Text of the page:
Snapchat and the Rise of Fake Value

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The stock of Snap Inc, parent company of smartphone chat app Snapchat, traded down almost 2% yesterday. It briefly popped 44% after its debut on March 2, but has generally trended lower ever since.

Nothing obvious happened in the days prior that would account for the latest drop. Facebook announced the expansion of some copycat service, Vice Media said it had expanded its plans to create exclusive shows for Snapchat, and a big ad agency warnedits clients that ads on the platform could appear before or after porn.

Snap Inc didn’t announce any big profit-related news because it doesn’t make any money, and continued to be mum on obvious or reliable plans to do so in the future (it collected half its 2016 revenues from one section of its platform, perhaps supporting its self-described function as “a camera company”).

Yet, even with the latest stock price decline, the market has “valued” it at $20 billion or so.

Forget fake news. Never has the concept of fake value been worth so much.

Fake value isn’t a new phenomenon, of course, as people have seen value where there was none going back past the days of the Dot-com bubble to Enron, then to Black Tuesday in 1929 (with a quick stop to grossly overvalue mortgages in 2007) and, before that, the South Sea and tulips.

What’s different now is that there’s a more robust and effective echo chamber that encourages and rewards those mistakes.

Venture capitalists have been promoting fake value in technology companies at least since Clay Christensen gave them the cover story of “disruptive innovation” in the mid-1990s: Opaque startups get lots of cash and get media coverage of how they’ll magically rewrite the rules of economics, human behavior, and physics.

This fake value is then monetized via IPOs in equity markets, as disruptive fantasies are transferred to uninitiated investors in exchange for real cash: Snap Inc.’s price popped on the first day of trading, which means the insiders who got the stock at the offering price of $17/share were able to make a 50% profit in a matter of hours.

It’s a great racket when it works (the vast majority of startups never get that far), and Snap Inc.’s slow decline could be evidence that the market will eventually discover what it’s really worth. You could say the same is happening to TwitterFacebook, et al, though the process is far from perfect (or inevitable).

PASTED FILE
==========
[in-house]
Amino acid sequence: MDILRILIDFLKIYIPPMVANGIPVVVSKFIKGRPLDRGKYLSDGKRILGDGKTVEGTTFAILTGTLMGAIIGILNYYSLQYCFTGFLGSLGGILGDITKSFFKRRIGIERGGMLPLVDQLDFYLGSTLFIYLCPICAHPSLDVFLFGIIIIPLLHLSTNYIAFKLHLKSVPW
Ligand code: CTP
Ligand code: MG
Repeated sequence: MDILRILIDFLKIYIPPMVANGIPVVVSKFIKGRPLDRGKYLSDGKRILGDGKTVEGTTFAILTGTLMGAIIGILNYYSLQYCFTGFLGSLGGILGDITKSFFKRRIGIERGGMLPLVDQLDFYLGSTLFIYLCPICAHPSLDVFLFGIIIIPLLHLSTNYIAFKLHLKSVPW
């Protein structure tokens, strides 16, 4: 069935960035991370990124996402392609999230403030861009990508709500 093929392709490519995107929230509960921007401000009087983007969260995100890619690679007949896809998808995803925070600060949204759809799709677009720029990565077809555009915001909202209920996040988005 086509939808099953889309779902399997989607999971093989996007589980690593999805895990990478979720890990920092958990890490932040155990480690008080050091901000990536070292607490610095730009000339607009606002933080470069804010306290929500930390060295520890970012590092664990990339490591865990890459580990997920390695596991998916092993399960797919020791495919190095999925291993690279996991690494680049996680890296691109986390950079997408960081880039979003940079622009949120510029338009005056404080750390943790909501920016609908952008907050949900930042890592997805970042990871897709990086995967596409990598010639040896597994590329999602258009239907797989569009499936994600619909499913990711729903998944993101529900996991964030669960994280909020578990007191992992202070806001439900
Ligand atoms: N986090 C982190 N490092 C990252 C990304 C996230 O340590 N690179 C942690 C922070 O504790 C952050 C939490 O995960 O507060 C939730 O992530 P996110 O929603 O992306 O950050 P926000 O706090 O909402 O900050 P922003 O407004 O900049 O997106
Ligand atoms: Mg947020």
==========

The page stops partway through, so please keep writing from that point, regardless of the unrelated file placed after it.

But fake value isn’t the sole purview of capitalist investors; it has been institutionalized into the pursuits and processes of the world’s largest public companies via the term “create value.”

Creating value is used to explain the purpose of various business strategies. It is given as the purpose of broad and often hazy plans to digitize services and offerings, and a metric for connecting devices or doing somethingoranother in the cloud. It’s the rationale given for investments in innovation hubs and startup contests.

The term appears on corporate websites and in annual reports. It’s the punchline of slide presentations, and an explanation given to equity analysts for investments and employee hires.

It’s the deliverable for all that technology big companies have been told they need to buy or use.

And, like the fake value of startups, it’s not real until a market prices it. But no big public company can escape the inevitabilities of experience and accounting.

There’s no a priori Greek chorus inflating its potential worth, an intoxicated investor audience willing to pay extra for its promises, or a market interested in viewing its dreams separately from the nagging, messy intrusions of, oh, customers, revenue, and profits. Claiming otherwise risks having pronouncements about value creation discounted, if not ignored outright.

Perhaps the one thing worse than failing to create tangible, balance sheet-worthy value is failing to acknowledge such results as the only differentiator between “fake” and “real.”

Most media know this, since it’s awfully hard for big companies to get the kind of recognition bestowed on tech startups. Equity markets get it too, as big company valuations can be penalized by disruptive fantasies coming from startups…and it’s debatable whether those impacts are ever fully “righted,” or if there’s any value realized prior to the delivery of actual results.

There’s no way the world’s largest public companies are getting “paid” for all the money and time they’re throwing into technology and innovation, though maybe they would if they talked about something other than creating value?

Maybe the opportunity is for established companies to embrace their inner bigness, and talk about customers, revenue, margin, cashflow and CAPEX, and the other real metrics of business value creation (all the things that no purveyor of fake value can claim).

It’s key to communicate the purpose and real-world impact for these activities, but to do so as proof of relevance and truth, as opposed to some dreamy claim of unsubstantiated future benefits that you hope will separate believing stakeholders from their money.

Perhaps established companies don’t need to rely on fake value because they create value for real?